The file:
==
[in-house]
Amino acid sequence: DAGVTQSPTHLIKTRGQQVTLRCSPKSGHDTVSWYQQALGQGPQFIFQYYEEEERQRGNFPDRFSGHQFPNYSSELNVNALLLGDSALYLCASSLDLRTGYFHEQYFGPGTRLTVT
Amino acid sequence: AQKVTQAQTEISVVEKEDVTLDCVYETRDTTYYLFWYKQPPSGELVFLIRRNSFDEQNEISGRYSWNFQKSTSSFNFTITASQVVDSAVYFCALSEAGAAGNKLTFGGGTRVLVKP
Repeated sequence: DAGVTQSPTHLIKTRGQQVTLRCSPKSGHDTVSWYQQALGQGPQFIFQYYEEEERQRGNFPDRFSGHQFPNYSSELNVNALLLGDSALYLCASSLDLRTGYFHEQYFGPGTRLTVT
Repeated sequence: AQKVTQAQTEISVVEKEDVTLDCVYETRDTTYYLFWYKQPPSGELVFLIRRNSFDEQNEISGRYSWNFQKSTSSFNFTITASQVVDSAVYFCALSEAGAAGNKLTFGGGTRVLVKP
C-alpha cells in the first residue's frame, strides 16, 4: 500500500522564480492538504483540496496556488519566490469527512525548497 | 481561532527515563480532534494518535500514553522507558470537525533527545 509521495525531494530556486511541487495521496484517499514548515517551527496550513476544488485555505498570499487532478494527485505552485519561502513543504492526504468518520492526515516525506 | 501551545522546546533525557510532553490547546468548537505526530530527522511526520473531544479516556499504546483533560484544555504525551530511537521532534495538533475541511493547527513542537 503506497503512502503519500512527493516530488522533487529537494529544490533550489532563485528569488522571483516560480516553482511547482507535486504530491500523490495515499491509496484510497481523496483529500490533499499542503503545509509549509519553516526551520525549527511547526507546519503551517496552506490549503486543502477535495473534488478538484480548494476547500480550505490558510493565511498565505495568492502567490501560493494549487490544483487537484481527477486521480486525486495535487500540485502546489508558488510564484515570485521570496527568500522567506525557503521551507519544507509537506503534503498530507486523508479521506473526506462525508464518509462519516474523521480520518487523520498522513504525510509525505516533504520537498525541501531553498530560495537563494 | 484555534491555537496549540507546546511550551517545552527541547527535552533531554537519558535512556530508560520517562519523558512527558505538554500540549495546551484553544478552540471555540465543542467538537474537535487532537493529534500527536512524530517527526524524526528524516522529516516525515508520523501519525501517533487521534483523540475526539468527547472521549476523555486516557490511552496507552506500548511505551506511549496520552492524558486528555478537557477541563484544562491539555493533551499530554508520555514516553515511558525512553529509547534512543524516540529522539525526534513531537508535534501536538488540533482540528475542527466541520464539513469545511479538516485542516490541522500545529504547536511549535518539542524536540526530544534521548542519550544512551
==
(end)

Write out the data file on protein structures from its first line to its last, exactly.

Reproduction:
[in-house]
Amino acid sequence: DAGVTQSPTHLIKTRGQQVTLRCSPKSGHDTVSWYQQALGQGPQFIFQYYEEEERQRGNFPDRFSGHQFPNYSSELNVNALLLGDSALYLCASSLDLRTGYFHEQYFGPGTRLTVT
Amino acid sequence: AQKVTQAQTEISVVEKEDVTLDCVYETRDTTYYLFWYKQPPSGELVFLIRRNSFDEQNEISGRYSWNFQKSTSSFNFTITASQVVDSAVYFCALSEAGAAGNKLTFGGGTRVLVKP
Repeated sequence: DAGVTQSPTHLIKTRGQQVTLRCSPKSGHDTVSWYQQALGQGPQFIFQYYEEEERQRGNFPDRFSGHQFPNYSSELNVNALLLGDSALYLCASSLDLRTGYFHEQYFGPGTRLTVT
Repeated sequence: AQKVTQAQTEISVVEKEDVTLDCVYETRDTTYYLFWYKQPPSGELVFLIRRNSFDEQNEISGRYSWNFQKSTSSFNFTITASQVVDSAVYFCALSEAGAAGNKLTFGGGTRVLVKP
C-alpha cells in the first residue's frame, strides 16, 4: 500500500522564480492538504483540496496556488519566490469527512525548497 | 481561532527515563480532534494518535500514553522507558470537525533527545 509521495525531494530556486511541487495521496484517499514548515517551527496550513476544488485555505498570499487532478494527485505552485519561502513543504492526504468518520492526515516525506 | 501551545522546546533525557510532553490547546468548537505526530530527522511526520473531544479516556499504546483533560484544555504525551530511537521532534495538533475541511493547527513542537 503506497503512502503519500512527493516530488522533487529537494529544490533550489532563485528569488522571483516560480516553482511547482507535486504530491500523490495515499491509496484510497481523496483529500490533499499542503503545509509549509519553516526551520525549527511547526507546519503551517496552506490549503486543502477535495473534488478538484480548494476547500480550505490558510493565511498565505495568492502567490501560493494549487490544483487537484481527477486521480486525486495535487500540485502546489508558488510564484515570485521570496527568500522567506525557503521551507519544507509537506503534503498530507486523508479521506473526506462525508464518509462519516474523521480520518487523520498522513504525510509525505516533504520537498525541501531553498530560495537563494 | 484555534491555537496549540507546546511550551517545552527541547527535552533531554537519558535512556530508560520517562519523558512527558505538554500540549495546551484553544478552540471555540465543542467538537474537535487532537493529534500527536512524530517527526524524526528524516522529516516525515508520523501519525501517533487521534483523540475526539468527547472521549476523555486516557490511552496507552506500548511505551506511549496520552492524558486528555478537557477541563484544562491539555493533551499530554508520555514516553515511558525512553529509547534512543524516540529522539525526534513531537508535534501536538488540533482540528475542527466541520464539513469545511479538516485542516490541522500545529504547536511549535518539542524536540526530544534521548542519550544512551